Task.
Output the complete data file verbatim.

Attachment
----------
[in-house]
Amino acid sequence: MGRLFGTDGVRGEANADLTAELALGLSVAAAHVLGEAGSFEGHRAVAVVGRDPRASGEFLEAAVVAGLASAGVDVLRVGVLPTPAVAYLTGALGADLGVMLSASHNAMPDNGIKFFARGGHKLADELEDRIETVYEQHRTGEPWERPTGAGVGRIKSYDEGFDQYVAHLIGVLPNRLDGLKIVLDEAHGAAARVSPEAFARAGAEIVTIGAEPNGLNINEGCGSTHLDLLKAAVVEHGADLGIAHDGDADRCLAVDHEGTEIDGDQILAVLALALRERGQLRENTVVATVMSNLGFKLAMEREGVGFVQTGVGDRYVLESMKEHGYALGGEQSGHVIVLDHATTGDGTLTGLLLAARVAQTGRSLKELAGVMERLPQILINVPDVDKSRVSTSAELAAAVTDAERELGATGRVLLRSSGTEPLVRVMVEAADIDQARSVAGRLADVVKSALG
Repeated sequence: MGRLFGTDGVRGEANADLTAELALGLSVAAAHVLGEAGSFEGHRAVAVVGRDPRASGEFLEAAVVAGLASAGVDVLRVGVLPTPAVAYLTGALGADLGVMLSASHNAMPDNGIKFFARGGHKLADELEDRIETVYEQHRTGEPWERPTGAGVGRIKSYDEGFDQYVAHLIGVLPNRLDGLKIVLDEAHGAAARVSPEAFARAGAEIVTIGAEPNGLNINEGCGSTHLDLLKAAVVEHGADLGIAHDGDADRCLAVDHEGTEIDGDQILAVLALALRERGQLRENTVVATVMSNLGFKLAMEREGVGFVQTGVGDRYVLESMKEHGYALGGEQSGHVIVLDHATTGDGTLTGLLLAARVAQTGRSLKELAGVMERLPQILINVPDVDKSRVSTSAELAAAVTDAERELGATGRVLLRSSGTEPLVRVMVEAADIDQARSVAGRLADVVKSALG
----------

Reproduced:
[in-house]
Amino acid sequence: MGRLFGTDGVRGEANADLTAELALGLSVAAAHVLGEAGSFEGHRAVAVVGRDPRASGEFLEAAVVAGLASAGVDVLRVGVLPTPAVAYLTGALGADLGVMLSASHNAMPDNGIKFFARGGHKLADELEDRIETVYEQHRTGEPWERPTGAGVGRIKSYDEGFDQYVAHLIGVLPNRLDGLKIVLDEAHGAAARVSPEAFARAGAEIVTIGAEPNGLNINEGCGSTHLDLLKAAVVEHGADLGIAHDGDADRCLAVDHEGTEIDGDQILAVLALALRERGQLRENTVVATVMSNLGFKLAMEREGVGFVQTGVGDRYVLESMKEHGYALGGEQSGHVIVLDHATTGDGTLTGLLLAARVAQTGRSLKELAGVMERLPQILINVPDVDKSRVSTSAELAAAVTDAERELGATGRVLLRSSGTEPLVRVMVEAADIDQARSVAGRLADVVKSALG
Repeated sequence: MGRLFGTDGVRGEANADLTAELALGLSVAAAHVLGEAGSFEGHRAVAVVGRDPRASGEFLEAAVVAGLASAGVDVLRVGVLPTPAVAYLTGALGADLGVMLSASHNAMPDNGIKFFARGGHKLADELEDRIETVYEQHRTGEPWERPTGAGVGRIKSYDEGFDQYVAHLIGVLPNRLDGLKIVLDEAHGAAARVSPEAFARAGAEIVTIGAEPNGLNINEGCGSTHLDLLKAAVVEHGADLGIAHDGDADRCLAVDHEGTEIDGDQILAVLALALRERGQLRENTVVATVMSNLGFKLAMEREGVGFVQTGVGDRYVLESMKEHGYALGGEQSGHVIVLDHATTGDGTLTGLLLAARVAQTGRSLKELAGVMERLPQILINVPDVDKSRVSTSAELAAAVTDAERELGATGRVLLRSSGTEPLVRVMVEAADIDQARSVAGRLADVVKSALG